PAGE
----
conferees--is that I am not prepared to take any position on how this 
language should be put into law or not put into law at this time. But I 
do say that I will strongly recommend to the Committee on Armed 
Services that the seriousness of this issue literally demands that as 
soon as the new Congress convenes in January, the committees of the 
Armed Services of the Senate and the House put on hearings at the 
earliest possibility. You could start with this language as recommended 
by the House of Representatives--the Senate has no language--to go 
through a process where people can come in.
  For example, I asked each of the chiefs of the chaplains of the Army, 
Navy, and the Air Force to come in and speak to the conferees--there 
were only four conferees there at that time--which they did. I attached 
the utmost confidentiality as to what they said. But I was left with 
the impression that now is not the time to try to quickly put this one 
sentence into law by virtue of incorporating it into the final draft of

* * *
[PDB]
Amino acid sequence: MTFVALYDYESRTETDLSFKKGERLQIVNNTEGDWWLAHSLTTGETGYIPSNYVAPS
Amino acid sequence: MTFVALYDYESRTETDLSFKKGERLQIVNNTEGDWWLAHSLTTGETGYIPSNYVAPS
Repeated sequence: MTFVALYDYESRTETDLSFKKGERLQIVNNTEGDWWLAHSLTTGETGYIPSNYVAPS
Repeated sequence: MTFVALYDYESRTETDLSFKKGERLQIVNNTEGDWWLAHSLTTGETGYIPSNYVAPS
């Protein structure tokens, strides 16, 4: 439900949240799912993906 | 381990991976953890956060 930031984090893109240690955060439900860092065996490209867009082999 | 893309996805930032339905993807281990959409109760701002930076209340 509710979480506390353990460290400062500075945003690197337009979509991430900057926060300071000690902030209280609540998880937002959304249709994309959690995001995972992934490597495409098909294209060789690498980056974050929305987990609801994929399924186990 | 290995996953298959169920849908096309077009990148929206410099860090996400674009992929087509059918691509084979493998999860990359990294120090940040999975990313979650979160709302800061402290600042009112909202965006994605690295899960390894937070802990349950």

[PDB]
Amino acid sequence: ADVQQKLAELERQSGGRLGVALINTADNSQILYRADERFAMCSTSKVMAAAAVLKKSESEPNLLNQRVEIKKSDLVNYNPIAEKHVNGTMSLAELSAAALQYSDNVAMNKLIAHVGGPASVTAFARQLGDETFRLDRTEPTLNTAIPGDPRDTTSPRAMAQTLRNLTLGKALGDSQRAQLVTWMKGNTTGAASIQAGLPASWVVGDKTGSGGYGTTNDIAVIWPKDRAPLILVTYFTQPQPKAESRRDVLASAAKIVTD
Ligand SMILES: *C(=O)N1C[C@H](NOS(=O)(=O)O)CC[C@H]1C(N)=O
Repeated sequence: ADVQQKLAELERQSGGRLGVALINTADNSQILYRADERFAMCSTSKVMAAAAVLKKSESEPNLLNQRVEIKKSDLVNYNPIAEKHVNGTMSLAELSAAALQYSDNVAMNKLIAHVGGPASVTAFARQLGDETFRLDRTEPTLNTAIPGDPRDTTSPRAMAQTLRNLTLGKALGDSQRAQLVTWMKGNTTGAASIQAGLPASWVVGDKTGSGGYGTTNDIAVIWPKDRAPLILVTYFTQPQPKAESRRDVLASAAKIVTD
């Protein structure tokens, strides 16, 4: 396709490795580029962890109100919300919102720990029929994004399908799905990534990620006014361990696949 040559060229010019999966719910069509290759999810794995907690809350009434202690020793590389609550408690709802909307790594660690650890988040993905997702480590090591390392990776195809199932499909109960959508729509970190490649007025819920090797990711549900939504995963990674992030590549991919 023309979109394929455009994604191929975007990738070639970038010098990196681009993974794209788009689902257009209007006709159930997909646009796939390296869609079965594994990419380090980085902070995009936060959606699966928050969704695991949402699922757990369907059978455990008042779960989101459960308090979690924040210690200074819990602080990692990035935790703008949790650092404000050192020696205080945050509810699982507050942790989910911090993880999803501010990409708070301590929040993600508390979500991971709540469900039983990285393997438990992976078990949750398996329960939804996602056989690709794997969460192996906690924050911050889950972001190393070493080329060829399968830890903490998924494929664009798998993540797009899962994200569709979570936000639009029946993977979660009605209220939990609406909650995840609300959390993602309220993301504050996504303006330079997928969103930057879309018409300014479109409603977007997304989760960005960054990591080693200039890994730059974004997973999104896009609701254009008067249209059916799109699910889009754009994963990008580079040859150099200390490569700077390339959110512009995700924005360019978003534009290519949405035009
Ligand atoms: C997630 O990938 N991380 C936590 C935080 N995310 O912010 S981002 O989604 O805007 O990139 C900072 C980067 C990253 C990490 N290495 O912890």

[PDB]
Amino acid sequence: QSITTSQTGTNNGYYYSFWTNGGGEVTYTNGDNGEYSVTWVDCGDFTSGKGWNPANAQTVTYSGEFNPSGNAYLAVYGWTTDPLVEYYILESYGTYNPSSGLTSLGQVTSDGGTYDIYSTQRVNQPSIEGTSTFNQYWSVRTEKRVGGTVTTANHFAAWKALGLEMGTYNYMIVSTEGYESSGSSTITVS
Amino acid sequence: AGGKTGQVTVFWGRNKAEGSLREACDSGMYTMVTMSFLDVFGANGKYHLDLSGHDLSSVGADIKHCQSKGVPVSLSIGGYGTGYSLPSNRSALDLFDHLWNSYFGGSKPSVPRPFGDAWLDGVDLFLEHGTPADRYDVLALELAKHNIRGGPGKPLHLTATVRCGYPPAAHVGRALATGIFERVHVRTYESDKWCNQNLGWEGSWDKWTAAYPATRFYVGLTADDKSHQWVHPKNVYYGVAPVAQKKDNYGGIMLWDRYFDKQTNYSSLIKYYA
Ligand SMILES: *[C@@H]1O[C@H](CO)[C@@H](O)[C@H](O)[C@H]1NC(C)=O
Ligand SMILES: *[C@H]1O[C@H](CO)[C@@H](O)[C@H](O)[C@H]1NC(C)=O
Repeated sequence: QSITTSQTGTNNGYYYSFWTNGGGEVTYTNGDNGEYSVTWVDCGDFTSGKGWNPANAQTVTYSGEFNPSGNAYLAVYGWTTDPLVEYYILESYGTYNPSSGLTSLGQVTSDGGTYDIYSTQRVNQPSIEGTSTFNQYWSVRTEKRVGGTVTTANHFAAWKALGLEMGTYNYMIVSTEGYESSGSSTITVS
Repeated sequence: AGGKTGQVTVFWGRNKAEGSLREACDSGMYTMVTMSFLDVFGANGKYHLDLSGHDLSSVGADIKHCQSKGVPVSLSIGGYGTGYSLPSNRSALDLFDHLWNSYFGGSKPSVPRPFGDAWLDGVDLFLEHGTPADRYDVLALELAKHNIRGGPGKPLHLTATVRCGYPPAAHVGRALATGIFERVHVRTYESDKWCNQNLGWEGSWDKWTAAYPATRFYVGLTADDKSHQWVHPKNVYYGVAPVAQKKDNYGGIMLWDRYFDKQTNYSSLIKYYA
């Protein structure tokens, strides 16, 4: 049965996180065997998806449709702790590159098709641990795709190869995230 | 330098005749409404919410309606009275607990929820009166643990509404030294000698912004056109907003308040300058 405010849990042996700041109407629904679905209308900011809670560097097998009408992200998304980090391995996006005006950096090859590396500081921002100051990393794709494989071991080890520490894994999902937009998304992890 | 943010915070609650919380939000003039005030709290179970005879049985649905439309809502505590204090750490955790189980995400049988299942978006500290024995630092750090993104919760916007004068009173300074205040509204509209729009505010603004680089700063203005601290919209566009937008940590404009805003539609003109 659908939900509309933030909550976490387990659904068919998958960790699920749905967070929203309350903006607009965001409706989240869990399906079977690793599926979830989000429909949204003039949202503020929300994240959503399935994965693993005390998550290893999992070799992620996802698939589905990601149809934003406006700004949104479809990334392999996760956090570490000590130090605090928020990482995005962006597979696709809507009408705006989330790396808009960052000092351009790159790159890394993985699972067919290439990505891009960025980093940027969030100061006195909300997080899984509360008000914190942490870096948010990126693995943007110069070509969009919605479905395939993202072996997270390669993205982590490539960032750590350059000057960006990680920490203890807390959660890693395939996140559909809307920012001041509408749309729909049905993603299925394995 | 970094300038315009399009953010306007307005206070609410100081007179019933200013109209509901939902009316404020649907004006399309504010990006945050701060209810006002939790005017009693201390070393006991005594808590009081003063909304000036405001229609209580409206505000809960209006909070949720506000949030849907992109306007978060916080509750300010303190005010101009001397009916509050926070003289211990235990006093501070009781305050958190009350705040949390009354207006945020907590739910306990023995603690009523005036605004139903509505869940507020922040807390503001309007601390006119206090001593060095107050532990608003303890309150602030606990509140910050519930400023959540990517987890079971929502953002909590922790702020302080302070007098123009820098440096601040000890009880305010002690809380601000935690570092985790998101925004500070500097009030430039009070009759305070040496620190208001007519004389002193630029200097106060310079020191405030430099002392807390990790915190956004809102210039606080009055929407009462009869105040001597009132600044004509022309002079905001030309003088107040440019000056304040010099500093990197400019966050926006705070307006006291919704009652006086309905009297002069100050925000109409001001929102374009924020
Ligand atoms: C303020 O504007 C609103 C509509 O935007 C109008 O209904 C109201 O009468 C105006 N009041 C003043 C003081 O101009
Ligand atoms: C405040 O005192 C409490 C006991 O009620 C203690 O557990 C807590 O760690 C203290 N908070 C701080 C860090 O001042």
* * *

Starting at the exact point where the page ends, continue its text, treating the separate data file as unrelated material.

the conference report. Those chaplains would be quite willing to come 
before the Congress in open session. Let the whole of the United States 
see this debate unfold, as it should.
  Prayer is very important to the men and women of the Armed Forces. I 
remember so well the old maxim, ``There

[[Page S9716]]

is no atheist in the foxholes of war.'' Military people, military 
families are heavily dependent upon the comfort that is given by 
prayer--prayer alone or prayer with others.
  I urge this Congress not to do at this time this one sentence. I will 
read it again. I have difficulty, as many times as I have read it, 
understanding exactly what it means.
  It says: Each chaplain shall have the prerogative to pray according 
to the dictates of the chaplain's own conscience except as must be 
limited by military necessity.
  What is that? What is military necessity? We should define that very